‘Colourless Tsukuru Tazaki and His Years of Pilgrimage’ by Haruki Murakami: review

This interesting novel has many strengths, but it seems less than the sum of its parts. It reminds me strongly of ‘Norwegian Wood’, devoured years ago. Since then, I have read several books by this author who manages to keep a balance between being popular and being artistic.

However, in this novel there seems to be a sadness and a violence which show that the years of marathons and writing have exacted a certain toll on Murakami. The hero is an engineer, involved in the maintenance of the Japanese railway network. He has been wrongly accused of a serious crime and is stuck in the past. Outwardly successful, the diffident man does seem to be a trainspotter with an affection for music. He is brave, but his bravery is undermined by terrible dreams and feelings of guilt. He is appreciative of women, but he is too interested in what they look like. He cannot comprehend why his former friends did not stick with him and it doesn’t seem to occur to him that maybe they were not so special in the first instance.

In short, Tazaki is a bit like Harry Angstrom. However, John Updike’s character was more appealing, more interesting, more at ease with himself, guiltier, and less of a victim. The Murakami novel has the weakness of its main character; it attracts considerable sympathy without attracting great admiration.There is something of the self-help book about this piece of creative writing. Its focus on the individual is combined with quite an uncritical attitude towards wider society. All its impressive techniques cannot compensate for this unfortunate limitation. When the reader is taken to Scandinavia, which seems not to be to the taste of the main character, it is hard not to think about the Nobel Prize. If Murakami had won it by now, would his work be the same?

Lines of beauty? A review of ‘The Stranger’s Child’ by Alan Hollinghurst.

This novel is a valiant attempt to make decades of gossip, poetry, politics, and literary secrets seem of absorbing interest. The sentences are constructed with care, and many attempts are made at humour. Conflict between the characters is created and countless social engagements are detailed.

However, the work fails to attain the heights reached by ‘The Line of Beauty.’ It lacks the political bite of that sharper piece of fiction. The numerous poetic references in this novel are no substitute for the satire of its predecessor. Tennyson is not a poet who has worn particularly well since the arrival of modernism. Hollinghurst drags the great man in at the start and at the end, but this does neither of them many favours. The lack of engagement with ordinary people in ‘The Stranger’s Child’ is not compensated for by an impressive familiarity with verse. The reference to Trollope in ‘The Line of Beauty’ has more political resonance than the reference to Brooke in ‘The Stranger’s Child.’

Furthermore, the depictions of women in ‘The Stranger’s Child’ are not particularly impressive. They lack the depth of some of the other characters- perhaps there is something slightly misogynistic and patriarchal behind the lines of this odd and excessively English book. Nevertheless, there are many comforts provided to the reader along the long journey. It is a novel that can be enjoyed against one’s better judgement- a dubious pleasure in dubious times.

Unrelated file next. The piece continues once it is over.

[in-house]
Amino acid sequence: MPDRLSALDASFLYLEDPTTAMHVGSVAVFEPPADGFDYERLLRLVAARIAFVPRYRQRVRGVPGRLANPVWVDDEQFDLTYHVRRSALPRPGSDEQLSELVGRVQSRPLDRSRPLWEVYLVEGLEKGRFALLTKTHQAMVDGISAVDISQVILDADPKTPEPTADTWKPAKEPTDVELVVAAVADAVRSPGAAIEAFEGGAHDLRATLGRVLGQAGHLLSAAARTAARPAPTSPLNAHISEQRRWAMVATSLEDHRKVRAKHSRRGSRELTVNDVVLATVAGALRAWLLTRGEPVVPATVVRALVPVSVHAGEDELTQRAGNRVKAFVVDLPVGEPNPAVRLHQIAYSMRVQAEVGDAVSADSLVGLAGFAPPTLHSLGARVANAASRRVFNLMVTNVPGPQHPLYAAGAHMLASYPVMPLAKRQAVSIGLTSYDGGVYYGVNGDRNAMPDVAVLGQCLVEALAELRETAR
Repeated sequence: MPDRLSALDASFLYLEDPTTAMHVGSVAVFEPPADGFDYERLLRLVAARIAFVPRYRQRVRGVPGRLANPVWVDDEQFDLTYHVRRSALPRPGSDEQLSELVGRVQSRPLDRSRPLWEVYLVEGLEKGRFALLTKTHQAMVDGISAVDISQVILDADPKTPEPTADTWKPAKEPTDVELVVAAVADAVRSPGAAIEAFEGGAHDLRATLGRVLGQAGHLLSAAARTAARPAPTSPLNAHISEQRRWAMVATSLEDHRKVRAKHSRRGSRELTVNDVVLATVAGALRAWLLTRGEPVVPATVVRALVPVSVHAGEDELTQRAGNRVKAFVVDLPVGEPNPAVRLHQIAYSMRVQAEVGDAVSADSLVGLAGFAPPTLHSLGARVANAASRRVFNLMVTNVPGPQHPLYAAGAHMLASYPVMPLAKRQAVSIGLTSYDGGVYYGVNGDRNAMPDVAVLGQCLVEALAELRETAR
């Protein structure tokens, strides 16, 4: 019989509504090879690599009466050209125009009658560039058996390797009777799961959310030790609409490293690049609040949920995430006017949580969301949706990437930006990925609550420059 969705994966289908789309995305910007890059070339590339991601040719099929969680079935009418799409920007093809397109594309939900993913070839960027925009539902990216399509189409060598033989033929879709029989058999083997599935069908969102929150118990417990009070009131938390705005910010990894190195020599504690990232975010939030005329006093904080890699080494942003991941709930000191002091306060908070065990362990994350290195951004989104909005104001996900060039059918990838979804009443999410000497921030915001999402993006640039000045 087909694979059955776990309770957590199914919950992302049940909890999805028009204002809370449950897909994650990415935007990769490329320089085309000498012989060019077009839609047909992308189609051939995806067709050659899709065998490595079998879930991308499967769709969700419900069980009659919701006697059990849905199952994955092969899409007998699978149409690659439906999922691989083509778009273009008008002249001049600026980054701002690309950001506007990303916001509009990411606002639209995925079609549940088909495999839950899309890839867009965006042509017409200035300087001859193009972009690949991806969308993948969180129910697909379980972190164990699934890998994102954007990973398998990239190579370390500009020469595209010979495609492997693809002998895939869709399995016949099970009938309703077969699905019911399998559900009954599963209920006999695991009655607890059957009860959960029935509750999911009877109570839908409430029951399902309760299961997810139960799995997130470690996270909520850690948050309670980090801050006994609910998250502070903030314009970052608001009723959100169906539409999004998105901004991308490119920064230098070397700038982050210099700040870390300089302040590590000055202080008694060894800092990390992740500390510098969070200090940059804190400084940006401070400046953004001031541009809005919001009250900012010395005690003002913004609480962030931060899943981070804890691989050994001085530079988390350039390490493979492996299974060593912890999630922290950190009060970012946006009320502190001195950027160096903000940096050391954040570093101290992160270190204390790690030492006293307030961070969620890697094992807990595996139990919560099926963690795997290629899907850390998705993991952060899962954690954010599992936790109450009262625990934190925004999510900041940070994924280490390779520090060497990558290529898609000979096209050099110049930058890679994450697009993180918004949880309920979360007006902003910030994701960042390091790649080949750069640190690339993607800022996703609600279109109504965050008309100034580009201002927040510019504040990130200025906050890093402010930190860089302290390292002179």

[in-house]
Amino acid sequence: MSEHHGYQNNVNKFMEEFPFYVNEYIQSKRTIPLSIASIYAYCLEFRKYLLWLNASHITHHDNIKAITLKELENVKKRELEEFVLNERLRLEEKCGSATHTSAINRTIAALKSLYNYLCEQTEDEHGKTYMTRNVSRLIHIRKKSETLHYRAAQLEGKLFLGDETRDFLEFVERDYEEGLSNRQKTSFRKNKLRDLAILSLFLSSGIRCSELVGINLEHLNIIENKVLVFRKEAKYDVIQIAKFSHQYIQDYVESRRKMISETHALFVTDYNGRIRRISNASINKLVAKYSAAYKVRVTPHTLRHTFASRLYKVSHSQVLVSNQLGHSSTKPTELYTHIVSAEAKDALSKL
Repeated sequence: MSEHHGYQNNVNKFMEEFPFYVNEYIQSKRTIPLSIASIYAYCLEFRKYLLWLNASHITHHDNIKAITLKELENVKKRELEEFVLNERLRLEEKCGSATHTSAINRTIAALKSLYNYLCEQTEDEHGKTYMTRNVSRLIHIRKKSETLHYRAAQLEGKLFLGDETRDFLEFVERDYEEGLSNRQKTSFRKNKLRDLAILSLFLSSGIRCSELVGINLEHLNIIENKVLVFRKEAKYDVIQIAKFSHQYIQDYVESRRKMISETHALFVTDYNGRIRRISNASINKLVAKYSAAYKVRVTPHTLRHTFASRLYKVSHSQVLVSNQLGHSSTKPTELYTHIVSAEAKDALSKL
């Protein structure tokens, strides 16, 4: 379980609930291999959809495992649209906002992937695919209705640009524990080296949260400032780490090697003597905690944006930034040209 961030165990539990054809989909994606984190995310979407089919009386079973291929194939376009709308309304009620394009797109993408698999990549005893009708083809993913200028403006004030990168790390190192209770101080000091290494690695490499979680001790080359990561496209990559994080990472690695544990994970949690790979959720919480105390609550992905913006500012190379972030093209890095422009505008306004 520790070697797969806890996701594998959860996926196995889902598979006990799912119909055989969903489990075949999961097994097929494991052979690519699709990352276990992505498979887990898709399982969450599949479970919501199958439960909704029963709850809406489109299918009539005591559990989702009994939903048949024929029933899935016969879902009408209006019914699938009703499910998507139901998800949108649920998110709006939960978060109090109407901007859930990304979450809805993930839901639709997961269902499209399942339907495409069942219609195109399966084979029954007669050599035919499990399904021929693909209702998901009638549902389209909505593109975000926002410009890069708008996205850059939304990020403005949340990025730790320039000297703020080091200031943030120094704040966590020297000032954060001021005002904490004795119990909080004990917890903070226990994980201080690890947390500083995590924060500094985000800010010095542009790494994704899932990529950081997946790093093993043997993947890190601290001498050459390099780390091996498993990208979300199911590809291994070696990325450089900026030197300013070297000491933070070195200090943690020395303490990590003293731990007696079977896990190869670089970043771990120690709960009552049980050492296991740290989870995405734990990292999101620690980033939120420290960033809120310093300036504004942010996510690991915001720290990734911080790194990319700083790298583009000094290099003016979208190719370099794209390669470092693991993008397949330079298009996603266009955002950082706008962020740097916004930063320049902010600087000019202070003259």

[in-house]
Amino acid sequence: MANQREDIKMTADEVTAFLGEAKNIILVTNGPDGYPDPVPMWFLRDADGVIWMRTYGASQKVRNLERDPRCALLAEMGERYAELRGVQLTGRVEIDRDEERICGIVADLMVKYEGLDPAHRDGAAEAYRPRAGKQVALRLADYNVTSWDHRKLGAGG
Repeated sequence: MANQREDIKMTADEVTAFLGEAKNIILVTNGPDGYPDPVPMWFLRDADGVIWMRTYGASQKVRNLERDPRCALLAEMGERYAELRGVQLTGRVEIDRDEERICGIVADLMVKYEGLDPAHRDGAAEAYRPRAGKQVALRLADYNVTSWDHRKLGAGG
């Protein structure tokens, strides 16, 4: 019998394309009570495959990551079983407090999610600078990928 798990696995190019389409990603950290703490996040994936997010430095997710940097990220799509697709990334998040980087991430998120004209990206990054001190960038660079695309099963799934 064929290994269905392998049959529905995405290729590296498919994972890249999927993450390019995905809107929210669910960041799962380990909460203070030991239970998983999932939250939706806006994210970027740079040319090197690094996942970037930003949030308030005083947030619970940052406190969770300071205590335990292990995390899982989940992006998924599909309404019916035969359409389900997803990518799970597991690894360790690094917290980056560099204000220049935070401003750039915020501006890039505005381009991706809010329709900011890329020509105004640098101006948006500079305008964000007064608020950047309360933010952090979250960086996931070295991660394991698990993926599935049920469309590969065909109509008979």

Has ‘Three Guineas’ by Virginia Woolf received the right change?

Some critics like John Lehmann have been somewhat harsh about Woolf’s ‘Three Guineas.’ He has described it as mistaken and suggested that it was not one of her better pieces of writing. Indeed, Lehmann has contended that having more women in positions of influence would not lead to a more peaceful world. This questionable statement was presented without evidence- during the 1970s, he viewed it as a matter of fact.

Although ‘Three Guineas’ is not without its difficulties, its powerful attack on fascism and patriarchy cannot be easily dismissed. It may be slightly uneven, it could be accused of being slightly deficient in structure and it might rely on psychological theory which is a little dated, but it must be appreciated as a text of its time. While it might have focused a little too much on the bourgeois professions and while it underestimated the strength of imperialism, it was a passionate intervention that was imaginative, bold and often sharp. In the grim 1930s, writing about politics was far from easy as the international scene was extremely bleak.

When war, nationalism and sexism are still very much on the international agenda, ‘Three Guineas’ remains relevant. This is because Woolf had dared to speak out against oppressive structures of exclusion. She had tried to delve into why individuals feel superior to one another. Moreover, she had exposed some of the hypocrisies which reflect underlying social problems. The dismissive complacency of Lehmann only underlines the validity of what Woolf was hoping to achieve.